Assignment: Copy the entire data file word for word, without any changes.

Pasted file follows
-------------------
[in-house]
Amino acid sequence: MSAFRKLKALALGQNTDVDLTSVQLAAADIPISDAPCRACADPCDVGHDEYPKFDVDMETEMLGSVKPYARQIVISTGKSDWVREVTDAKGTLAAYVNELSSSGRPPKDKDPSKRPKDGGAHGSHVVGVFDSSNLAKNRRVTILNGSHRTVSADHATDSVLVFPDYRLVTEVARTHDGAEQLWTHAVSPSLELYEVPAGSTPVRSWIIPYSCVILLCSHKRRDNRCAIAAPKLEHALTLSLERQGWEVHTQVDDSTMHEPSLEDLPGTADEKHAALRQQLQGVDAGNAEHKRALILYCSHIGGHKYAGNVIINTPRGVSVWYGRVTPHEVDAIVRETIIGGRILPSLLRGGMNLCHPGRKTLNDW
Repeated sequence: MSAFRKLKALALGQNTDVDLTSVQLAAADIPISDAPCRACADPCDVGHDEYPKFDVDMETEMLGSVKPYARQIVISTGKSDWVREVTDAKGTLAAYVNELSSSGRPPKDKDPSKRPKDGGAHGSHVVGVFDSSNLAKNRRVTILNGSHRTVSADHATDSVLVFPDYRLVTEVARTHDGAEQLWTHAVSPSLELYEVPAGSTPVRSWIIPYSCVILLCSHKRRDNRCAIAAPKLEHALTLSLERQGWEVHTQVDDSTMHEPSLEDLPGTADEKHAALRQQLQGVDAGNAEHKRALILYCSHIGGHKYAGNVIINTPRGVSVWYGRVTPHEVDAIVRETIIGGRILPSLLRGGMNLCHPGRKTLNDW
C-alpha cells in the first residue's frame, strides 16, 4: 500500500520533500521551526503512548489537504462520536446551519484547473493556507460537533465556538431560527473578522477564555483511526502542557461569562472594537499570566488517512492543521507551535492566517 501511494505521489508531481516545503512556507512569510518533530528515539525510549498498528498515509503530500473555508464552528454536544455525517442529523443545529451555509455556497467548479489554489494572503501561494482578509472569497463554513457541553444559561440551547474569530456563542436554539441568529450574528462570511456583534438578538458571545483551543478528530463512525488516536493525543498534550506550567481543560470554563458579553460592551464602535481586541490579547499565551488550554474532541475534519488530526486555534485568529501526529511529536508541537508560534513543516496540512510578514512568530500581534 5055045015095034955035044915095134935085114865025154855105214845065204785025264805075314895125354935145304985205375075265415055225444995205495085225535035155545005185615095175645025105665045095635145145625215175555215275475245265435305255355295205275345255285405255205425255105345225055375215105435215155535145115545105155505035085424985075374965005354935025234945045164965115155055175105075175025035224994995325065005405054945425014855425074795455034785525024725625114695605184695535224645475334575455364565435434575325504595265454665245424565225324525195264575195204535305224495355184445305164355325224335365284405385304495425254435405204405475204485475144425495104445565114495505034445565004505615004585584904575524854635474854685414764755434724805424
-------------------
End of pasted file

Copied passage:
[in-house]
Amino acid sequence: MSAFRKLKALALGQNTDVDLTSVQLAAADIPISDAPCRACADPCDVGHDEYPKFDVDMETEMLGSVKPYARQIVISTGKSDWVREVTDAKGTLAAYVNELSSSGRPPKDKDPSKRPKDGGAHGSHVVGVFDSSNLAKNRRVTILNGSHRTVSADHATDSVLVFPDYRLVTEVARTHDGAEQLWTHAVSPSLELYEVPAGSTPVRSWIIPYSCVILLCSHKRRDNRCAIAAPKLEHALTLSLERQGWEVHTQVDDSTMHEPSLEDLPGTADEKHAALRQQLQGVDAGNAEHKRALILYCSHIGGHKYAGNVIINTPRGVSVWYGRVTPHEVDAIVRETIIGGRILPSLLRGGMNLCHPGRKTLNDW
Repeated sequence: MSAFRKLKALALGQNTDVDLTSVQLAAADIPISDAPCRACADPCDVGHDEYPKFDVDMETEMLGSVKPYARQIVISTGKSDWVREVTDAKGTLAAYVNELSSSGRPPKDKDPSKRPKDGGAHGSHVVGVFDSSNLAKNRRVTILNGSHRTVSADHATDSVLVFPDYRLVTEVARTHDGAEQLWTHAVSPSLELYEVPAGSTPVRSWIIPYSCVILLCSHKRRDNRCAIAAPKLEHALTLSLERQGWEVHTQVDDSTMHEPSLEDLPGTADEKHAALRQQLQGVDAGNAEHKRALILYCSHIGGHKYAGNVIINTPRGVSVWYGRVTPHEVDAIVRETIIGGRILPSLLRGGMNLCHPGRKTLNDW
C-alpha cells in the first residue's frame, strides 16, 4: 500500500520533500521551526503512548489537504462520536446551519484547473493556507460537533465556538431560527473578522477564555483511526502542557461569562472594537499570566488517512492543521507551535492566517 501511494505521489508531481516545503512556507512569510518533530528515539525510549498498528498515509503530500473555508464552528454536544455525517442529523443545529451555509455556497467548479489554489494572503501561494482578509472569497463554513457541553444559561440551547474569530456563542436554539441568529450574528462570511456583534438578538458571545483551543478528530463512525488516536493525543498534550506550567481543560470554563458579553460592551464602535481586541490579547499565551488550554474532541475534519488530526486555534485568529501526529511529536508541537508560534513543516496540512510578514512568530500581534 5055045015095034955035044915095134935085114865025154855105214845065204785025264805075314895125354935145304985205375075265415055225444995205495085225535035155545005185615095175645025105665045095635145145625215175555215275475245265435305255355295205275345255285405255205425255105345225055375215105435215155535145115545105155505035085424985075374965005354935025234945045164965115155055175105075175025035224994995325065005405054945425014855425074795455034785525024725625114695605184695535224645475334575455364565435434575325504595265454665245424565225324525195264575195204535305224495355184445305164355325224335365284405385304495425254435405204405475204485475144425495104445565114495505034445565004505615004585584904575524854635474854685414764755434724805424